The University of West Alabama’s Black Belt Archives and the Marengo County History and Archives Museum will present the “Genealogy through the Ages” conference Oct. 1-3 at the Bell Conference Center.

“Genealogy through the Ages is a conference dedicated to discussing the local genealogical resources accessible for those people researching their ancestors in the Black Belt region, west Alabama, and east Mississippi,” said Amy Christiansen, archivist at the Center for the Study of the Black Belt.

“The purpose of the conference is to create a local public forum where professionals and amateurs in the field can come together to learn and facilitate dialogue in order to help each other find genealogical records,” said Christiansen.

Christiansen said that the three-day conference, co-sponsored by the Alabama Humanities Foundation, will host an array of speakers and panels covering topics such as genealogy basics, DNA research, and family storytelling as well as unconventional genealogical research methods such as military and church records.

“The speakers and panels will discuss a wide range of available research modes for the beginner, intermediate, and advanced genealogist,” said Christiansen. “Attendees can expect to learn a variety of methods to researching their family history.”

The three-day conference will start on Thursday, Oct. 1 at 5 p.m. featuring a presentation by Dr. Alan Brown on his book, “Sumter County,” and a storytelling presentation by Deborah Rankins Tunstall.

Dr. Donna Cox Baker from the Alabama Bicentennial Commission will give the keynote address on Saturday, Oct. 2, followed by individual sessions by Patricia Coleman of the Family History Center, Mary Jones-Fitts of the Marengo County History and Archives Museum, Andrea Abernathy and Vanessa Nicholson from Judson College, and B.J. Smothers from the Black Belt African American Genealogical and Historical Society.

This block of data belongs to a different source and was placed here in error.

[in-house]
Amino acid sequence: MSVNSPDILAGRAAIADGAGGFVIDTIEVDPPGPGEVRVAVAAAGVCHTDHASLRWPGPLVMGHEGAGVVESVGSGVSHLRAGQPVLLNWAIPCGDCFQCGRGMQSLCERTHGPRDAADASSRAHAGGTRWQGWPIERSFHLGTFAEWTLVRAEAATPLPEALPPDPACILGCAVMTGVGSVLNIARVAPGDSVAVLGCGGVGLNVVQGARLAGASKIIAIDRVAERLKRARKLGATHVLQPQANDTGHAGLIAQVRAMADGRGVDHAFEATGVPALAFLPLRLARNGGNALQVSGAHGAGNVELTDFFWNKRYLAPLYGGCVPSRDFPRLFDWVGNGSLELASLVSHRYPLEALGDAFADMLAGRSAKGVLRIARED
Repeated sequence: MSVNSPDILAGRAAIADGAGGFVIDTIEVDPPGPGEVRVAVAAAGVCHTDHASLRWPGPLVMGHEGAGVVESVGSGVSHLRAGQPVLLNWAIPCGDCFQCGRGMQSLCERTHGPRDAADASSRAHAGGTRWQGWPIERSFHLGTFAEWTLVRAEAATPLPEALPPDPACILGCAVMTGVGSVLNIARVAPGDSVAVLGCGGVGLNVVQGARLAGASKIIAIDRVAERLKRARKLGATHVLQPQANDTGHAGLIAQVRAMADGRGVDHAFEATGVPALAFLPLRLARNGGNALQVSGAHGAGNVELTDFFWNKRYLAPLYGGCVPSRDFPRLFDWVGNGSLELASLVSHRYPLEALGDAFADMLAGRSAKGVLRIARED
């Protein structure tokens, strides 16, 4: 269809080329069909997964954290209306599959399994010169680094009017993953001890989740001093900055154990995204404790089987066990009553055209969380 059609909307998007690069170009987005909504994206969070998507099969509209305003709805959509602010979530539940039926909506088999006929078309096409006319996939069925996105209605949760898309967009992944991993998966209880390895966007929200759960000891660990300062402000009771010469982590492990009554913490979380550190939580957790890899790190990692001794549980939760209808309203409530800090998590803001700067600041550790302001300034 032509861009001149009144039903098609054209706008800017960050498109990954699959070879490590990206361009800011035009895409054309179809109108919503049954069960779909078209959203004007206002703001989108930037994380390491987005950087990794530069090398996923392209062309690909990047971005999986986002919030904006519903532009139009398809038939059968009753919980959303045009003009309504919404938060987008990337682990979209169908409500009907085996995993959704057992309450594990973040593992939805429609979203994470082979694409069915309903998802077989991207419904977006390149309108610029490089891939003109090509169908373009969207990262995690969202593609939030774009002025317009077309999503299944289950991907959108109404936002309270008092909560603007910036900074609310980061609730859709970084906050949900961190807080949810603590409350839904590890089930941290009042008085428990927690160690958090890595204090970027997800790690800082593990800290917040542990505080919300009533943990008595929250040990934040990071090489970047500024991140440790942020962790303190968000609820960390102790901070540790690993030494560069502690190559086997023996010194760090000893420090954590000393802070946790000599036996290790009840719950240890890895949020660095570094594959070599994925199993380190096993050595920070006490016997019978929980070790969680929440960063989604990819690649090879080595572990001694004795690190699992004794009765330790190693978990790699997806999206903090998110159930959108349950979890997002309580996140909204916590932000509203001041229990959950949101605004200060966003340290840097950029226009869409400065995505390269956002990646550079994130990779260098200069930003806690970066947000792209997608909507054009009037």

The final day of the conference will feature a special session on military records by Robert Davis of Wallace State Community College and a panel session titled “Born, Married, Died and Buried” presented by Father Richard Losch of St. James’ Episcopal Church in Livingston.

“The speakers range in background from university professors, library staff, university archivists, folk tellers, museum directors, genealogical and historical society members, community college professors, church record managers, state archivists, and local genealogists,” said Christiansen. “The speakers come from all over the state of Alabama, but the majority of speakers are from the Black Belt region.”

Other speakers will include Liz Wells and Jennifer Taylor from Samford University, Mary Jo Scott from the Alabama Department of Archives and History, Karen Horton, the Archdiocese of Mobile, and Carolyn Bell from the First United Methodist Church Demopolis. The conference will conclude with a tour of three historic churches in Downtown Livingston.

“I expect attendees to take away new modes for conducting genealogical research as well as learn about other places, people and institutions in the Black Belt region and Alabama,” said Christiansen.

The deadline for registration is Friday, Sept. 25. The registration form is available at http://centerfortheblackbelt.org, and the registration fee is $50. Open registration will also be available at the conference on Thursday, Oct. 1.

For more information, contact Amy Christiansen at (205)652-3655 or through email at achristiansen@uwa.edu or Mary Jones-Fitts at (334)341-3439 or through email at marengomuseum@yahoo.com.

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